USPSTF Recommends Against PSA-Based Screening for Prostate Cancer


The United States Preventive Services Task Force (USPSTF) released a statement that prostate-specific antigen (PSA)-based screening for prostate cancer should be avoided in men aged 70 years and older.

The recommendation statement was published in JAMA (online May 8, 2018; doi:10.1001/jama.2018.3710).

The USPSTF updated their 2012 recommendations on PSA-based screening for prostate cancer by reviewing the most up-to-date evidence on the benefits and harms of such screening and subsequent treatment of screen-detected prostate cancer.

Adequate evidence from randomized clinical trials shows that for men aged 55 to 69 years, the decision to undergo periodic PSA-based screening for prostate cancer should be an individual one and should include discussion of the potential benefits and harms of screening with their clinician. While screening offers a small potential benefit of reducing the chance of death from prostate cancer in some men, many men will experience potential harms of screening, including false-positive results that require additional testing and prostate biopsy; overdiagnosis and overtreatment; and treatment complications (ie, incontinence, erectile dysfunction).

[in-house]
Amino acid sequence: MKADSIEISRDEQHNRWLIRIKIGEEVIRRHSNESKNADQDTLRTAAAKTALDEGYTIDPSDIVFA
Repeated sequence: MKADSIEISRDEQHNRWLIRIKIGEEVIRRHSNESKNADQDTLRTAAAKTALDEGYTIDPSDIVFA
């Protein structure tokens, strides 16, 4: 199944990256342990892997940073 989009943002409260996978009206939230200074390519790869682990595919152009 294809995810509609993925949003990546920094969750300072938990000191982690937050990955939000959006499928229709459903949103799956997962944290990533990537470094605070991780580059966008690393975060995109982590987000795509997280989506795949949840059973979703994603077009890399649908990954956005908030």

The recommendation adds that “In determining whether this service is appropriate in individual cases, patients and clinicians should consider the balance of benefits and harms on the basis of family history, race/ethnicity, comorbid medical conditions, patient values about the benefits and harms of screening and treatment-specific outcomes, and other health needs.”


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In the concluding recommendations, the USPSTF suggest that clinicians should not screen men who do not express a preference for screening (C recommendation) and men aged 70 years and older should not undergo PSA-based screening for prostate cancer (D recommendation).—Zachary Bessette